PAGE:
While he's in no rush to retire, General Motors Chairman and CEO Dan Akerson dropped a big hint about who might eventually replace him, telling his audience at an automotive conference in Detroit it's "inevitable" that a "car gal" will eventually run one of the Motor City's Big Three automakers.
GM has already come a long way from the days when its management team was dominated by "car guys" in gray flannel suits. It currently has four women on its board of directors, and six women rank among its corporate officers. And there has been buzz that Mary Barra, the maker's senior vice president of global product development, could be on the short list of those with a shot at replacing Akerson, who turns 65 next month.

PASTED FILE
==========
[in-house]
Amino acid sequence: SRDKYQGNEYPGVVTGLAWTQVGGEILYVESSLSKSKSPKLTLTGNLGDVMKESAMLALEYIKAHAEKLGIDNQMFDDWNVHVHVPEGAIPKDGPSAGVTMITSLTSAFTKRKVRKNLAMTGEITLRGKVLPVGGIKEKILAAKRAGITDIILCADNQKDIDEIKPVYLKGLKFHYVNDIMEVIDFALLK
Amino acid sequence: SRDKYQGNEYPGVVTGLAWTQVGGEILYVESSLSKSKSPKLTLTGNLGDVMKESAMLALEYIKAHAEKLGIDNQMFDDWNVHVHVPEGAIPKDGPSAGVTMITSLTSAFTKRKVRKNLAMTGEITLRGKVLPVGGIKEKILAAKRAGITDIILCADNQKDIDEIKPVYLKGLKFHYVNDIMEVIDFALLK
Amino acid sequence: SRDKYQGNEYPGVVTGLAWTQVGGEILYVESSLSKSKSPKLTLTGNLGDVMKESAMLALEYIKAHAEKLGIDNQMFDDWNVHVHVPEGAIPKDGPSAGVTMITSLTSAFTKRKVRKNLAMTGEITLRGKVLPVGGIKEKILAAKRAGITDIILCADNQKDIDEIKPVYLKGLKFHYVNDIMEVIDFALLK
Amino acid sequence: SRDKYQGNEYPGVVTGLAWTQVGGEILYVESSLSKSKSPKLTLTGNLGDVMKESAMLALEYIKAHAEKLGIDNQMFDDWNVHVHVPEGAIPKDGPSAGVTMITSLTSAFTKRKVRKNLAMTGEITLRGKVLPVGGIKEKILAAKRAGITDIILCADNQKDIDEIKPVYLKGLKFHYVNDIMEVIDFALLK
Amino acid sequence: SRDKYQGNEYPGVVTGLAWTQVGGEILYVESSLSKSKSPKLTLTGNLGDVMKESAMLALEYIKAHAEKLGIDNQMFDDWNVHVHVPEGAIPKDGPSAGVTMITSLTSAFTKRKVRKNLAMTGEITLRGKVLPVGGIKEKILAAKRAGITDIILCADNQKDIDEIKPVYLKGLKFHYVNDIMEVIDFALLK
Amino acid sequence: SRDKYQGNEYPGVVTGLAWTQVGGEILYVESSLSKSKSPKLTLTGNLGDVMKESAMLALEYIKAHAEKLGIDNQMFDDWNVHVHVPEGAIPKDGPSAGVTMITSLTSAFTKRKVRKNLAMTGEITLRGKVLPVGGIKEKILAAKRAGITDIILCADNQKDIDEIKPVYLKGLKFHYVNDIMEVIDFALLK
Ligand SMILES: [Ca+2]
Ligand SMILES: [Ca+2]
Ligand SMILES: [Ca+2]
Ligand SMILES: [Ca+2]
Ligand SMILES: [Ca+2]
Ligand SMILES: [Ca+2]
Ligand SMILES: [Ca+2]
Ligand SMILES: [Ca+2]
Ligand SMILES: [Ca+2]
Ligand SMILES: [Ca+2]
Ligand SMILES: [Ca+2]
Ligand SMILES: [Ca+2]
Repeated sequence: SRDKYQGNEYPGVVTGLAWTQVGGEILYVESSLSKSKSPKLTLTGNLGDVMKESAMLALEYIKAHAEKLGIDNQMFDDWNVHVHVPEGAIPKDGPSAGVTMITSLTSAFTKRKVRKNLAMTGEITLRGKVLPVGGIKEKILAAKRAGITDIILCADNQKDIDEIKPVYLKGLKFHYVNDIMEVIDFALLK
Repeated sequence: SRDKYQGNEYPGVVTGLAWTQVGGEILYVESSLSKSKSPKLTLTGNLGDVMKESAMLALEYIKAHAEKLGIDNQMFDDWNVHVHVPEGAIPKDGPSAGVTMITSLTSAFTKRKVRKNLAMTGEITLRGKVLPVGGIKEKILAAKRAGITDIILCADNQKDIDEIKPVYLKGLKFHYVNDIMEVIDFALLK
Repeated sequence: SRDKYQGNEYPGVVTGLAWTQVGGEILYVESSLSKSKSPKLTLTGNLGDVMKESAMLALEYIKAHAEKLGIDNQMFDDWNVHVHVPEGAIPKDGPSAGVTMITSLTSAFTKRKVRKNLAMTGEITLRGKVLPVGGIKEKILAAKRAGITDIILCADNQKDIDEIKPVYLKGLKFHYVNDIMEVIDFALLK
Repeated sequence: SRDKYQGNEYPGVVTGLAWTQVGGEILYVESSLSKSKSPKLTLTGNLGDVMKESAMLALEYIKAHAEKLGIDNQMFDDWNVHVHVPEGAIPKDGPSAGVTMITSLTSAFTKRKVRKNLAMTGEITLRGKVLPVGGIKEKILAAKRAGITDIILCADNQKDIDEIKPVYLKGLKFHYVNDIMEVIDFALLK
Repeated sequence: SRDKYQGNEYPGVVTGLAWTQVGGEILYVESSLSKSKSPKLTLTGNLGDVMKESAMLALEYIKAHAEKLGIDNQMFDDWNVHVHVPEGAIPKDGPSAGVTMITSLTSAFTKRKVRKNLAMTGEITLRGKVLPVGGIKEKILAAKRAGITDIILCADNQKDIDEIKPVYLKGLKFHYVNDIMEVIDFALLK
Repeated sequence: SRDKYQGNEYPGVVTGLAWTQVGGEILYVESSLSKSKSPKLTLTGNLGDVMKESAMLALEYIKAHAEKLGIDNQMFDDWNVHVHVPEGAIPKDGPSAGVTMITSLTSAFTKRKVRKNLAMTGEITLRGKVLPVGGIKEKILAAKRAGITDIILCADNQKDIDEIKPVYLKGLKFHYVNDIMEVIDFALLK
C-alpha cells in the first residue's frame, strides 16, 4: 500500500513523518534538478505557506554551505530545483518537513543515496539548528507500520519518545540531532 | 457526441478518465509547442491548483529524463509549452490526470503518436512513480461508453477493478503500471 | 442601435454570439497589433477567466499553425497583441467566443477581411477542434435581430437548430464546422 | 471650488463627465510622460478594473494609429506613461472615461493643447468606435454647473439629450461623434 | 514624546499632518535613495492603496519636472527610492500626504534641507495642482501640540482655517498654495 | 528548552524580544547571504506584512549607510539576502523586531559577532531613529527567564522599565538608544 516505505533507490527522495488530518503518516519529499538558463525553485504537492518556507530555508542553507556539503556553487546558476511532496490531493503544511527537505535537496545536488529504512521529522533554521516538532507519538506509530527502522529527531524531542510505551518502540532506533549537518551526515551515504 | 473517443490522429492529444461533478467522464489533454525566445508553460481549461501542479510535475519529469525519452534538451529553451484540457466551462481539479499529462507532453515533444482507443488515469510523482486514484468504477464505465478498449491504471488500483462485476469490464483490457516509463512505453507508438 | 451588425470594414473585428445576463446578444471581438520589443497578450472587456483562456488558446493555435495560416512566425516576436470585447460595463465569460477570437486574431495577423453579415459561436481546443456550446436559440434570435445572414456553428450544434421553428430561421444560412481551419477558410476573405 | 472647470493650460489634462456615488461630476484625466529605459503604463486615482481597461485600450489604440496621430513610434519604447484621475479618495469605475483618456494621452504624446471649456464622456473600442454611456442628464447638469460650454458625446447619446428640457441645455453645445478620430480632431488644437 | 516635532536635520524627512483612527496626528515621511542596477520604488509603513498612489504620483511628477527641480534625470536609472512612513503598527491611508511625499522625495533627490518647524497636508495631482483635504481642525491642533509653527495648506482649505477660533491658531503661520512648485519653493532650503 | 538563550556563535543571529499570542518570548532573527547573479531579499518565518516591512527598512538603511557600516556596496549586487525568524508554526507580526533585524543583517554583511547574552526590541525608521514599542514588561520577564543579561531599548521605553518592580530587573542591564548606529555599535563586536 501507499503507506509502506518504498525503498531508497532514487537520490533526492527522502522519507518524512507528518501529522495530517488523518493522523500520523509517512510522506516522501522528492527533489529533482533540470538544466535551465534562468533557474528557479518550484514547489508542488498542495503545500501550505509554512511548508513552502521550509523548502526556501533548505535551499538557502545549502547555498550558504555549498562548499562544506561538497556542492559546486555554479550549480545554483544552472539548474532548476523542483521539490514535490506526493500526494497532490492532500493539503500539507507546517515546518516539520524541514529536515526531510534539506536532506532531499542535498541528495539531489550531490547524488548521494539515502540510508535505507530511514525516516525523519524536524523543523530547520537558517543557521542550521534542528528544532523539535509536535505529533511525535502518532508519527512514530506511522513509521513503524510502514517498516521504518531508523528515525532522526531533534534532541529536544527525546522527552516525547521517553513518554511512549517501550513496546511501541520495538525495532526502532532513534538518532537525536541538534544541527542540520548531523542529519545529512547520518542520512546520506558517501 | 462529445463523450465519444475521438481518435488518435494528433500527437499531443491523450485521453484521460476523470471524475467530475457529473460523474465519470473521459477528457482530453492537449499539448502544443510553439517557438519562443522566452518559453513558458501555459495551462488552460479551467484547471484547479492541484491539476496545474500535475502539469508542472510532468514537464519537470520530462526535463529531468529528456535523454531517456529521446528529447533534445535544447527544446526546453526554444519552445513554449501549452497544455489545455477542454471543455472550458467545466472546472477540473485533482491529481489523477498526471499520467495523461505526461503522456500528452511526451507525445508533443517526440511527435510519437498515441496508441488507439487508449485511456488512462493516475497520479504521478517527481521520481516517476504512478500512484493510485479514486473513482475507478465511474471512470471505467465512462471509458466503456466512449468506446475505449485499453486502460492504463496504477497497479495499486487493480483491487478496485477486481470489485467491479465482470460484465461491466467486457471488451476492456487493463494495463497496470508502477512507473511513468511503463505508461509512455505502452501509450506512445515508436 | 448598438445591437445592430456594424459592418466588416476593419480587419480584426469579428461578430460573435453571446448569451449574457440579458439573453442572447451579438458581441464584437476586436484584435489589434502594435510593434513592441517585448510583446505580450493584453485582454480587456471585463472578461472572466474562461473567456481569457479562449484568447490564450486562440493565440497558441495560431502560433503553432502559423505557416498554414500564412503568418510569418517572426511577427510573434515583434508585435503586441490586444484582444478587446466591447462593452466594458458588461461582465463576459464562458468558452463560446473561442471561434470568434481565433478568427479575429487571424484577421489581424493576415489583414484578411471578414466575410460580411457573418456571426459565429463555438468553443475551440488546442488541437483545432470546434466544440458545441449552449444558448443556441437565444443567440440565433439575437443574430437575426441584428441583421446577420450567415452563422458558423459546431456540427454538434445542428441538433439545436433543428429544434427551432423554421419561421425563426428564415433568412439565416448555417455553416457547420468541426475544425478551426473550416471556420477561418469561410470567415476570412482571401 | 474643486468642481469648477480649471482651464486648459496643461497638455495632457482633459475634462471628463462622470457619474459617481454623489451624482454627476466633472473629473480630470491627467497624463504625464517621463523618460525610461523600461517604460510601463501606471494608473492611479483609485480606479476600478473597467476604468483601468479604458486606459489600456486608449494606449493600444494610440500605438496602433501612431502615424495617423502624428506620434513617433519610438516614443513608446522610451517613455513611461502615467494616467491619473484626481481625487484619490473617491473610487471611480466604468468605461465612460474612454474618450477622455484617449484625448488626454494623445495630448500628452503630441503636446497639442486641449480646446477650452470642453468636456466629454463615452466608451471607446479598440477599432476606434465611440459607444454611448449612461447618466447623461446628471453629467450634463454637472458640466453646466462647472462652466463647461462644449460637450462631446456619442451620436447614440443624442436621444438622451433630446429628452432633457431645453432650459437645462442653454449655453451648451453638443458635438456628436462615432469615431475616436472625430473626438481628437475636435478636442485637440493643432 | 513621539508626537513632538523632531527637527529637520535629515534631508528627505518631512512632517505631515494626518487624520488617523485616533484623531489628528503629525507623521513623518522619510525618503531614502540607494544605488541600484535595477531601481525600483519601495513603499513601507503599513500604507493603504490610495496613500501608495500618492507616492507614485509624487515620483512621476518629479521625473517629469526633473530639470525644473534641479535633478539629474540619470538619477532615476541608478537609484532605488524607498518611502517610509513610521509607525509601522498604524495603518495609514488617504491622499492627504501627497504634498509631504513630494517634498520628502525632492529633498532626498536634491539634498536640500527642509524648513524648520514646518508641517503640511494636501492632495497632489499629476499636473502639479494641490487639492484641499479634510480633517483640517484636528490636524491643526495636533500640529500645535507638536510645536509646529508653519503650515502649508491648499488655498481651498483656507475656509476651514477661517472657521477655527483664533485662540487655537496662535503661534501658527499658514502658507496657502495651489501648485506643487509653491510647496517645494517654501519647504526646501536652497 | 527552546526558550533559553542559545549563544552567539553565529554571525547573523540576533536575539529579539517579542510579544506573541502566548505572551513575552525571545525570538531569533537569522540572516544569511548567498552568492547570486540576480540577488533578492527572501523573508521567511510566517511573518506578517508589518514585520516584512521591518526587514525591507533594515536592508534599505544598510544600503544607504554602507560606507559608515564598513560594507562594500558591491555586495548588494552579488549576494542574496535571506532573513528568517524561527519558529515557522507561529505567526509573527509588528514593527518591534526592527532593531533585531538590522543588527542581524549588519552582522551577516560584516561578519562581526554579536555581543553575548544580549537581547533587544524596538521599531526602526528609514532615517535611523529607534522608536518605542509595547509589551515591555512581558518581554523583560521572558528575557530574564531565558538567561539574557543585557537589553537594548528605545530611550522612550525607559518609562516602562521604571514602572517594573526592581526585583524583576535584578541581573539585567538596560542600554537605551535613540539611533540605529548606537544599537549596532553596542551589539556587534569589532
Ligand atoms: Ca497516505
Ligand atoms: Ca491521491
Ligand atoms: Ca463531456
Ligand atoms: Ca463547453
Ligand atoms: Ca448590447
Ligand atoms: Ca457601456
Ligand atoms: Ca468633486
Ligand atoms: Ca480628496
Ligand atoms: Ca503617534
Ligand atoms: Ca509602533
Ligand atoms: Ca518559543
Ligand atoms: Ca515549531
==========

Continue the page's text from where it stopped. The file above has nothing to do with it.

"You'll have more women in board rooms and more women in senior management 10 years from now, at least I hope so," Akerson said during a speech Wednesday to the 2013 Michigan Automotive Summit.
Women slowly have been gaining a foothold in the auto industry over the past three decades, but for the large part, most have been assigned to traditionally "female" roles in senior management, such as human resources, public relations or environmental affairs. According to Catalyst.org, women held 24 percent of the jobs in the motor vehicles and motor vehicles equipment manufacturing industry in 2012.
Barra, 51, is on a short list of those who have broken through the industry's glass ceiling, overseeing GM's global product development process. Forbes named Barry the 35th most powerful woman in the world in the world this year, up from No. 41 in 2012.
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